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October 11, 2012

NaNo Prep: Making Time for Writing

Hand pulling back a theater curtain with the text: What's Behind the Curtains that Keeps You Busy?

Many writers will spend the month of November dedicating every spare minute to writing as they participate in National Novel Writing Month (known as NaNoWriMo or just plain NaNo). So now is the perfect time to identify issues that could interfere with our writing goals.

(And read on below for a class on “plotting for pantsers,” which can help those of us who write by the seat of our pants get our story ready to “fast draft” during NaNo—all without actually plotting. *smile*)

My last post talked about how the craziness of life can sometimes keep us from writing. New babies, new jobs, new stresses. Those types of circumstances will make it difficult to join in the NaNo fun, but before giving up, we should make sure that it’s truly impossible.

There’s a difference between “we’re not writing because we’re legitimately unable to find the brain power even when we have writing time” and “we’re not writing because we’re looking for an excuse and this normal amount of busy will do the trick.” (*raises hand* Yeah, been there, done that.)

That difference determines the size of the mountains we have to move before participating in NaNo. Do we have to solve our external conflict (rearranging our obligations to fit in writing time)? Or do we have solve our internal conflict (fixing our lack of motivation—which the group aspect of NaNo can help with)? Either way, we won’t know what’s holding us back until we analyze our situation.

Of course, even if we don’t have major crises going on, it can still be difficult to squeeze in writing time. We walk a fine line between setting realistic goals and feeling guilty because we remember all the other times we procrastinated just because we felt like it.

To get a solid handle on our time and what we’ll be able to accomplish with it, we need to recognize all the little things that keep us busy. Those behind-the-scenes things that take up our time usually don’t even land on our “list of things to do” because they feel so normal. But that means we never acknowledge how much time and effort they suck from us, which can make it difficult to set realistic goals.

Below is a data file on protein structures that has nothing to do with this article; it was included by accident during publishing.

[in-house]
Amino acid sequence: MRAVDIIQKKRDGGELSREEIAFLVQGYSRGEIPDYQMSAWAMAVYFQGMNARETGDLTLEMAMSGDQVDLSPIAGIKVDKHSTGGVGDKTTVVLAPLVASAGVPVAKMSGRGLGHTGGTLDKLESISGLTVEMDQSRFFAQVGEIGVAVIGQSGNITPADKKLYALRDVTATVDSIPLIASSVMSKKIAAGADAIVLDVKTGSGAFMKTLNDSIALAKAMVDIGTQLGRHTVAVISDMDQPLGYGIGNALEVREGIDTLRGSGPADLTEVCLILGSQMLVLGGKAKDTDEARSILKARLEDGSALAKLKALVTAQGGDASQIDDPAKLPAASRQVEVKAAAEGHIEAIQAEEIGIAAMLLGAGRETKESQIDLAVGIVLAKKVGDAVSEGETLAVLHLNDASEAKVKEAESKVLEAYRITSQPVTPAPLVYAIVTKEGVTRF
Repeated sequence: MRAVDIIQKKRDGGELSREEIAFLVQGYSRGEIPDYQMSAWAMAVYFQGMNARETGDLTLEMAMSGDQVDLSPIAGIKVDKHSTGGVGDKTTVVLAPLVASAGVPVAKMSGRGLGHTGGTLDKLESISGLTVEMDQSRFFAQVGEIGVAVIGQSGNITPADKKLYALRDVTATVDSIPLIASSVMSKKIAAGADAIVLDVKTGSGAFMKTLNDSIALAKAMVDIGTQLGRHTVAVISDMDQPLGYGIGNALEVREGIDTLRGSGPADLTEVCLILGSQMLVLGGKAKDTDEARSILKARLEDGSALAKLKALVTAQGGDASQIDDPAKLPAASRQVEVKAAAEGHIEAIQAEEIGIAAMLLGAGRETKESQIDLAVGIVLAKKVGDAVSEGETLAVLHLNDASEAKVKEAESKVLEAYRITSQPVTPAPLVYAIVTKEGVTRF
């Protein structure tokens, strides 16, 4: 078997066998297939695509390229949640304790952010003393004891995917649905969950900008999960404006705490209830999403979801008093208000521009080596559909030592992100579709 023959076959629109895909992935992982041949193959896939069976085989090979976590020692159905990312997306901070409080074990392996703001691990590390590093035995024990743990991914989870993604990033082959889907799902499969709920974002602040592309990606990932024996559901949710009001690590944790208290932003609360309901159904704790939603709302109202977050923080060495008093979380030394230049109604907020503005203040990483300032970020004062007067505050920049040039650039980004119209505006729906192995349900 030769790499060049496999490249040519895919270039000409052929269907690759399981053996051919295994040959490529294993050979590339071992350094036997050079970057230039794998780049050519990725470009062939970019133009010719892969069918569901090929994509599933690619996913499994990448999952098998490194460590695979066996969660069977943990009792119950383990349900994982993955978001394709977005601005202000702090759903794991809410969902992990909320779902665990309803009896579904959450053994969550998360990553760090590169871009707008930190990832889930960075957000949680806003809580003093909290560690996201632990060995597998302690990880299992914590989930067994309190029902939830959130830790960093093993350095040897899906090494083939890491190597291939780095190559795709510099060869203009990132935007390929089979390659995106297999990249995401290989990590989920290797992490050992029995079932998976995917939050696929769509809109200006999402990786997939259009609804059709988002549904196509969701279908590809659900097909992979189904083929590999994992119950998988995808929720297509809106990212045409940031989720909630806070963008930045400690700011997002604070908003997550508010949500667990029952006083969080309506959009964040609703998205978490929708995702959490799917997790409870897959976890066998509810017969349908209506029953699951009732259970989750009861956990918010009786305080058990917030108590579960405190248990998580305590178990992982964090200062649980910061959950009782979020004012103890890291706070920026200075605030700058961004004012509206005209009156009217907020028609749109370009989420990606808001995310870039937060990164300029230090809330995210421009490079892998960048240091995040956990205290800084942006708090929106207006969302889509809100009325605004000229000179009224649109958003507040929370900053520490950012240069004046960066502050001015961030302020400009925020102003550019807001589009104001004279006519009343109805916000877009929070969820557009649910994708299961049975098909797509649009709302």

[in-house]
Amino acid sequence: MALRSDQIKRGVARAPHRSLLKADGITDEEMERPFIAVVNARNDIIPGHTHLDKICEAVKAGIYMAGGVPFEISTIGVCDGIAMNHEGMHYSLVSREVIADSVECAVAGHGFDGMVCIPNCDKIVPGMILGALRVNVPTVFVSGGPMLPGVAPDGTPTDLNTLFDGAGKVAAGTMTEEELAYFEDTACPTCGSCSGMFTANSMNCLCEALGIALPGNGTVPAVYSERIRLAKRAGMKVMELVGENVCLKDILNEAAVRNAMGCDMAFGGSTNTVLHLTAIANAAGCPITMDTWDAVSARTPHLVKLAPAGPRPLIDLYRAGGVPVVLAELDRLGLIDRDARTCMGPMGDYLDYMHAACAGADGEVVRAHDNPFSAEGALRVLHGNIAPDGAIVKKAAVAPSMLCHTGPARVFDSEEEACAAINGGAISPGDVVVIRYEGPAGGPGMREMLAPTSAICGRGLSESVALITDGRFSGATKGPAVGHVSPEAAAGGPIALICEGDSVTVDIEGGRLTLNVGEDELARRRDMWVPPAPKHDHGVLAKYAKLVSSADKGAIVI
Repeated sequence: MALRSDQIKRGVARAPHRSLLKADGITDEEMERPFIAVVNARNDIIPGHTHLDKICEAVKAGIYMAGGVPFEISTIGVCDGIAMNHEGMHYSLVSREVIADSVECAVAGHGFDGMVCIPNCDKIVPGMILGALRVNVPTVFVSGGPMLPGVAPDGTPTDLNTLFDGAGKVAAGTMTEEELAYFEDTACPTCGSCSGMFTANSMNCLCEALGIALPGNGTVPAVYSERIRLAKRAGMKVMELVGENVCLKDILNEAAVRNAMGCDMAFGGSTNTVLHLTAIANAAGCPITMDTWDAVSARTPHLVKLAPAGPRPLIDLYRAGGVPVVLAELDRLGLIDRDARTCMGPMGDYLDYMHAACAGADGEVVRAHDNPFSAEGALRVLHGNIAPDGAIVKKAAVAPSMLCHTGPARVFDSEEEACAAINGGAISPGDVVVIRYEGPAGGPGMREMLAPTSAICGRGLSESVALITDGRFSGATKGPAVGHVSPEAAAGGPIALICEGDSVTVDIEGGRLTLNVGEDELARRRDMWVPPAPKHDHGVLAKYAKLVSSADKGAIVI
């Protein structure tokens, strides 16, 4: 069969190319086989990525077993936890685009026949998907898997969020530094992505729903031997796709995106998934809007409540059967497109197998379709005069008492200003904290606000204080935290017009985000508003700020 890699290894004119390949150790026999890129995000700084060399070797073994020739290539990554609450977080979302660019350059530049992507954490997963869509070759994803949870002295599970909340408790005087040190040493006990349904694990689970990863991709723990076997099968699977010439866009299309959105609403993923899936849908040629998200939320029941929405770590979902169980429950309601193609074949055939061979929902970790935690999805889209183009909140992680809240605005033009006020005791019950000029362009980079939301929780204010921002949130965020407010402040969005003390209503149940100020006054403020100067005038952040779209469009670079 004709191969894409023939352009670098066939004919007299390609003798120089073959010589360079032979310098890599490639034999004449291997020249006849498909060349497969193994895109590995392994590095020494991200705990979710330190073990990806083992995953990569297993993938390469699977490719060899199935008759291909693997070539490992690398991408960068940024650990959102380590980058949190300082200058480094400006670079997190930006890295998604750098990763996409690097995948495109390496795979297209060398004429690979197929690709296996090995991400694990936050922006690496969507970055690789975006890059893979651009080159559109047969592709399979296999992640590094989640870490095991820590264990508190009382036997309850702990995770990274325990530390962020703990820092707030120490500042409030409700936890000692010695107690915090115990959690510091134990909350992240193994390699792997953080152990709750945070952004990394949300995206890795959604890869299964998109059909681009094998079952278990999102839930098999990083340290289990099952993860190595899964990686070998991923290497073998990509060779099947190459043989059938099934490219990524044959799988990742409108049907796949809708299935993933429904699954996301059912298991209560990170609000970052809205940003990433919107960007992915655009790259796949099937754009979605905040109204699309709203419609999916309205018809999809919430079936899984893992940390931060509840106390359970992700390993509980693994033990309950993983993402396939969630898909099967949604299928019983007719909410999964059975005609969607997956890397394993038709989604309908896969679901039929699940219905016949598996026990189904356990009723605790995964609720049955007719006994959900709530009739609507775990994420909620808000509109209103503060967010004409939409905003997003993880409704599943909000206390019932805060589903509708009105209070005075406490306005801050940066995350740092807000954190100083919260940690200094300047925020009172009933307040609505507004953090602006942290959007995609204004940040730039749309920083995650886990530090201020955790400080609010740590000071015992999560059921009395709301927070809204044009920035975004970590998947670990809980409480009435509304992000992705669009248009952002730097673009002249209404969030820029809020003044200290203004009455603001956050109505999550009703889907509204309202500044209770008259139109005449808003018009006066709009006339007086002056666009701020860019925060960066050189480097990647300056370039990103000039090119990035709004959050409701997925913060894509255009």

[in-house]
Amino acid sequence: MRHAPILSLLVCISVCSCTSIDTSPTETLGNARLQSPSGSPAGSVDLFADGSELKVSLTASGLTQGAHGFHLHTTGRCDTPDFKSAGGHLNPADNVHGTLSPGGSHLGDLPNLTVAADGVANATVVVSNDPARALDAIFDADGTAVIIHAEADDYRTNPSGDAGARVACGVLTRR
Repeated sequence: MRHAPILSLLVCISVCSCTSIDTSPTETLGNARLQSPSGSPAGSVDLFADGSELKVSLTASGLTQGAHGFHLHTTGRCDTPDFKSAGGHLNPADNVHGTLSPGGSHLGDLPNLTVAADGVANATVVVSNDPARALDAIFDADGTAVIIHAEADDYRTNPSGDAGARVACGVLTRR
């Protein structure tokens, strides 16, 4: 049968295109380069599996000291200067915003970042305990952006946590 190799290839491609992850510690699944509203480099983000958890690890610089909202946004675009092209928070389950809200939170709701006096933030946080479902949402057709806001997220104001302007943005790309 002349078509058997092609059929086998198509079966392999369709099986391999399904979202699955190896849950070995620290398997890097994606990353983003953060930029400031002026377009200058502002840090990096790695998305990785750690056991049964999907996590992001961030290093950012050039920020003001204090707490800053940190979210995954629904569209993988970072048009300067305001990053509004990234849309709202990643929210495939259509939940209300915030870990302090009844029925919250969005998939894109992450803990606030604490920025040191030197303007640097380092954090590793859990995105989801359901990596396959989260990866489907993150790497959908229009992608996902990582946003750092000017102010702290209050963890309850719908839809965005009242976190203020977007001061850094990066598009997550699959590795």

I Know What Keeps Me Busy—How about You?

I figured I’d break that habit and give you a peek at some of my behind-the-curtains projects on the writing front that have kept me busy lately. And of course, these are in addition to my usual day job, family projects, and twice-weekly blog posts.

I’m in submission mode for two of my stories. That means I’ve been giving pitches, tweaking my queries yet again (*whimper*), and entering a couple of contests. The good news is Treasured Claim is a finalist (under its former title of The Treasure of a Dragon’s Heart) in the Indiana Golden Opportunity contest sponsored by the Indiana RWA chapter—my first final. Yay!

But the bigger news is that I’ve been putting together a couple of classes that will be presented through WANA International. First up, a “plotting for pantsers” webinar-format workshop in the last week of October. I’ve been hinting about this project for a while, and it’ll be ready just in time to help those doing NaNoWriMo.

Wait…Did You Say “Plotting for Pantsers”?

Yep. Those of you who follow me regularly know that despite my pantser tendencies, I’ve done a lot of analysis on Blake Snyder’s Save the Cat, Larry Brooks’s Story Engineering, and Michael Hauge’s Six Stage Plot Structure. This class will pull all that information—and more—into a pantser-compliant brainstorming framework to use when we’re starting a new story.

Read on for the details…

Lost Your Pants? The Impatient Writer’s Guide to Plotting a Story

Do you write by the seat of your pants?

Do you want to write faster?

This workshop teaches a minimalist approach to story development to accommodate “pantsers” (those who write by the seat of their pants). By the end of this class, students will have enough plot and character arc direction to make “Fast Drafting” techniques work for them.

Length:  Two 90 minute webinars in the WANA International Digital Classroom (60 minutes for lecture and 30 minutes for Q&A)

Date:  Tuesday, October 23rd and Thursday, October 25th, 2012

Time: 7:00 p.m. Eastern Time/4:00 p.m. Pacific Time (on each of those dates)

Price:  $49.00

Interested? Sign up for “The Impatient Writer’s Guide to Plotting a Story” here.

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Are you participating in NaNo this year? Have you analyzed how you spend your time so you’ll know how to squeeze in NaNo writing? What activities suck up your time behind the scenes? Do you have any questions for me about my workshop?